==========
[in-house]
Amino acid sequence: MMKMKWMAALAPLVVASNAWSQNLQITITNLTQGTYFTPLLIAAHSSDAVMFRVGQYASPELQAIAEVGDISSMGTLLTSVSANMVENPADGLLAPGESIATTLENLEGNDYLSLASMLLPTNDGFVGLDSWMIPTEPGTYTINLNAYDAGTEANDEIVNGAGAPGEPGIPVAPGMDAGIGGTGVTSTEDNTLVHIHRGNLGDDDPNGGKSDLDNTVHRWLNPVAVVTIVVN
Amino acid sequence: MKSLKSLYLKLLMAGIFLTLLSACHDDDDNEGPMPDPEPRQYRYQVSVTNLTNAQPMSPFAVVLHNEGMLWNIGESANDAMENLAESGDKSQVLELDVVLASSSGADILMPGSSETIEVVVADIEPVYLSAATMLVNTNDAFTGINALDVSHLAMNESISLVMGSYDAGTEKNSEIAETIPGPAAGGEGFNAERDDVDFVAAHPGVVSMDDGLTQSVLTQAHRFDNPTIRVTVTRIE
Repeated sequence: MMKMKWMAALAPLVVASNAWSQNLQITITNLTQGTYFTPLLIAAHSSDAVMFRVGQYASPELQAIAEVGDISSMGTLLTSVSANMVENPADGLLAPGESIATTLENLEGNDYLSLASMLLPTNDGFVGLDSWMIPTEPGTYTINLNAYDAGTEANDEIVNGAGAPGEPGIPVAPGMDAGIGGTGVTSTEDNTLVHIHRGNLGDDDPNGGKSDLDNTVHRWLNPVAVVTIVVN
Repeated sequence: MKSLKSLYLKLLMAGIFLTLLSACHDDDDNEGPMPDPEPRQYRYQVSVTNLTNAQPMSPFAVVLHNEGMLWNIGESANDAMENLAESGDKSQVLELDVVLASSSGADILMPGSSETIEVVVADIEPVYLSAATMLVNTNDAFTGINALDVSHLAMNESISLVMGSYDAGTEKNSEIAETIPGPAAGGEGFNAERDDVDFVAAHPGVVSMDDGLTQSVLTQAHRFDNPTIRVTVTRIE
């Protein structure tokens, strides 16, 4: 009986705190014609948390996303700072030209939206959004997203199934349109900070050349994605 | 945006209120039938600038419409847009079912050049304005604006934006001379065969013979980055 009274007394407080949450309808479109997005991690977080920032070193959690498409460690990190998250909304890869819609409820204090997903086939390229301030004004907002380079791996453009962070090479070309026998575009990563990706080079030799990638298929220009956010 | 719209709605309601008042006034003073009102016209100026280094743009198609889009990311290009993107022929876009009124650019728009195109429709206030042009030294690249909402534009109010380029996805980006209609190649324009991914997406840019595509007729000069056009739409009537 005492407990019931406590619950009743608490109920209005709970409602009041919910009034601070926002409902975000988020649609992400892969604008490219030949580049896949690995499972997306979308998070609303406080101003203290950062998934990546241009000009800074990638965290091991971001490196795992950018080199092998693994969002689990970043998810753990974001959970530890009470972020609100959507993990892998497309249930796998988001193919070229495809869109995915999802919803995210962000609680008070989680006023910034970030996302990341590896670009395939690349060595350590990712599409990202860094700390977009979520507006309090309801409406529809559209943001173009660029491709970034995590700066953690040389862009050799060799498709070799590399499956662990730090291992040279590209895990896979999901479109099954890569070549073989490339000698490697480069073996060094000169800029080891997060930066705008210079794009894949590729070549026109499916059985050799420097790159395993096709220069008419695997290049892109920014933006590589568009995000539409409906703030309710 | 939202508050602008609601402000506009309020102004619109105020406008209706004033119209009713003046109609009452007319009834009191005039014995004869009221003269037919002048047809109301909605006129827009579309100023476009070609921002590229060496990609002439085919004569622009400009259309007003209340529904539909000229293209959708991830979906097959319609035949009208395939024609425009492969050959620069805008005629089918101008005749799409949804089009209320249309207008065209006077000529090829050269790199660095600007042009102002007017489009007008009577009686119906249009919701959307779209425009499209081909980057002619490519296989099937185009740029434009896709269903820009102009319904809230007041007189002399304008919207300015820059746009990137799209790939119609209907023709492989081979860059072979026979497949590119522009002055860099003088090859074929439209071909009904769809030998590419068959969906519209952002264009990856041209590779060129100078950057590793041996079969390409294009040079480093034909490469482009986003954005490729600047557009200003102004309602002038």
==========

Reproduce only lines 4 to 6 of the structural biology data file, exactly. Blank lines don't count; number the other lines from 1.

Repeated sequence: MMKMKWMAALAPLVVASNAWSQNLQITITNLTQGTYFTPLLIAAHSSDAVMFRVGQYASPELQAIAEVGDISSMGTLLTSVSANMVENPADGLLAPGESIATTLENLEGNDYLSLASMLLPTNDGFVGLDSWMIPTEPGTYTINLNAYDAGTEANDEIVNGAGAPGEPGIPVAPGMDAGIGGTGVTSTEDNTLVHIHRGNLGDDDPNGGKSDLDNTVHRWLNPVAVVTIVVN
Repeated sequence: MKSLKSLYLKLLMAGIFLTLLSACHDDDDNEGPMPDPEPRQYRYQVSVTNLTNAQPMSPFAVVLHNEGMLWNIGESANDAMENLAESGDKSQVLELDVVLASSSGADILMPGSSETIEVVVADIEPVYLSAATMLVNTNDAFTGINALDVSHLAMNESISLVMGSYDAGTEKNSEIAETIPGPAAGGEGFNAERDDVDFVAAHPGVVSMDDGLTQSVLTQAHRFDNPTIRVTVTRIE
């Protein structure tokens, strides 16, 4: 009986705190014609948390996303700072030209939206959004997203199934349109900070050349994605 | 945006209120039938600038419409847009079912050049304005604006934006001379065969013979980055 009274007394407080949450309808479109997005991690977080920032070193959690498409460690990190998250909304890869819609409820204090997903086939390229301030004004907002380079791996453009962070090479070309026998575009990563990706080079030799990638298929220009956010 | 719209709605309601008042006034003073009102016209100026280094743009198609889009990311290009993107022929876009009124650019728009195109429709206030042009030294690249909402534009109010380029996805980006209609190649324009991914997406840019595509007729000069056009739409009537 005492407990019931406590619950009743608490109920209005709970409602009041919910009034601070926002409902975000988020649609992400892969604008490219030949580049896949690995499972997306979308998070609303406080101003203290950062998934990546241009000009800074990638965290091991971001490196795992950018080199092998693994969002689990970043998810753990974001959970530890009470972020609100959507993990892998497309249930796998988001193919070229495809869109995915999802919803995210962000609680008070989680006023910034970030996302990341590896670009395939690349060595350590990712599409990202860094700390977009979520507006309090309801409406529809559209943001173009660029491709970034995590700066953690040389862009050799060799498709070799590399499956662990730090291992040279590209895990896979999901479109099954890569070549073989490339000698490697480069073996060094000169800029080891997060930066705008210079794009894949590729070549026109499916059985050799420097790159395993096709220069008419695997290049892109920014933006590589568009995000539409409906703030309710 | 939202508050602008609601402000506009309020102004619109105020406008209706004033119209009713003046109609009452007319009834009191005039014995004869009221003269037919002048047809109301909605006129827009579309100023476009070609921002590229060496990609002439085919004569622009400009259309007003209340529904539909000229293209959708991830979906097959319609035949009208395939024609425009492969050959620069805008005629089918101008005749799409949804089009209320249309207008065209006077000529090829050269790199660095600007042009102002007017489009007008009577009686119906249009919701959307779209425009499209081909980057002619490519296989099937185009740029434009896709269903820009102009319904809230007041007189002399304008919207300015820059746009990137799209790939119609209907023709492989081979860059072979026979497949590119522009002055860099003088090859074929439209071909009904769809030998590419068959969906519209952002264009990856041209590779060129100078950057590793041996079969390409294009040079480093034909490469482009986003954005490729600047557009200003102004309602002038």